Yesterday, when I discussed the path forward for the American Jobs Act, it seemed clear to me that President Barack Obama was working to create an environment in which the GOP leadership, seeing that job creation was in their best interests, might become amenable to bargaining, as opposed to obstruction. A pretty dicey gamble, considering how well obstruction has worked out for the GOP electorally! Of course, what I should have considered is the first major obstacle the American Jobs Act would face would actually come in the form of intra-caucus undermining from the Democrats themselves. Here's Jennifer Steinhauer, reporting for The New York Times:
President Obama anticipated Republican resistance to his jobs program, but he is now meeting increasing pushback from his own party. Many Congressional Democrats, smarting from the fallout over the 2009 stimulus bill, say there is little chance they will be able to support the bill as a single entity, citing an array of elements they cannot abide.
Kevin Drum ably distills all the static that the Democratic caucus is giving the Jobs Act. At least one outspoken Democrat, Rep. Peter DiFazio (D-Ore.), is adamantly opposed to more tax cutting, but the lion's share of the undermining comes in the form of the Blue Dogging that I should have anticipated. Sen. Robert Casey (D-Pa.) is wary of "big pieces of legislation." Sen. Mary Landrieu (D-La.) does what she does best: shielding her ultra-profitable oil industry donors from sacrifice. Sen. Joe Manchin (D-W.Va.) and Rep. Heath Shuler (D-N.C.) beat the drum for austerity -- according to Shuler, "The most important thing is to get our fiscal house in order." This runs counter to the desires of the American people, who seek relief from the unemployment crisis. (In the most recent CNN poll, for example, respondents dramatically express their lack of interest in the budget deficit, preferring congressional action on jobs by a 65%-29% margin.)
Says Drum: "Republicans must be laughing their asses off right now. For a brief moment it looked as if maybe, just maybe, Obama had put them in a tough spot: either support a jobs bill their base hated or else look like mindless obstructionists on the single issue most important to the American public. But now? All they have to do is lay low and let Democrats do the dirty work of undermining the bill for them. It's a pretty sweet deal."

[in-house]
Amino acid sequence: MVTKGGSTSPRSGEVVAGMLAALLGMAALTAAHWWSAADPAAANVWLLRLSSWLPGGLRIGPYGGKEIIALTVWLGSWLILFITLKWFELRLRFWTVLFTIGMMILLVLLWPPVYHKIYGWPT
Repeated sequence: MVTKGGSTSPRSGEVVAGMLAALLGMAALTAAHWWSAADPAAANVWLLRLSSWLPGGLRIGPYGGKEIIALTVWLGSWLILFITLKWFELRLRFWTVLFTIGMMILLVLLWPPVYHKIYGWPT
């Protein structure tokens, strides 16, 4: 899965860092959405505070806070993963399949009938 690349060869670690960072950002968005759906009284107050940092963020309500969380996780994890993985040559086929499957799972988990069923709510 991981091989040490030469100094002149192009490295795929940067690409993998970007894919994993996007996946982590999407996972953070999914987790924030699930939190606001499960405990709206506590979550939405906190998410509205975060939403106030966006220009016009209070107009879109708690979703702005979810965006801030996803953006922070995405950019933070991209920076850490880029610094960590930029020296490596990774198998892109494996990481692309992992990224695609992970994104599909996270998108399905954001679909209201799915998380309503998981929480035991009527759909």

Indeed, it is. And one of the sources of humor for Republicans probably stems from the fact that people like Shuler, who love going on the ol' deficit peacock strut, is seemingly ignorant of the fact that the President "specifically said that in order to pay for his jobs proposals, Congress should increase the amount of deficit reduction that is mandated by the recently passed Budget Control Act."
Pushing back against the notion that some members of the Democratic caucus might step up to become the brilliant ally of their own gravediggers, however, is Nancy Pelosi. As Brian Beutler reports:
House Minority Leader Nancy Pelosi (D-CA) on Thursday said Democrats overwhelmingly support President Obama's jobs bill, despite opposition from a handful of loud party conservatives.
"Let me just say that what you're suggesting is anecdotal. ... the plural of anecdote is not data," Pelosi said in response to TPM's question at her weekly Capitol press conference. "Our caucus is very unified in support of the American Jobs Act and the fact that it is paid for. It may differ with some provisions within it, or the pay-fors, but they do not differ in the fact that we must get behind it."
And behind it they may all eventually get. For the time being, we'll see how much mileage congressional Republicans get out being able to say, "The American Jobs Act doesn't even have the full backing of the President's party."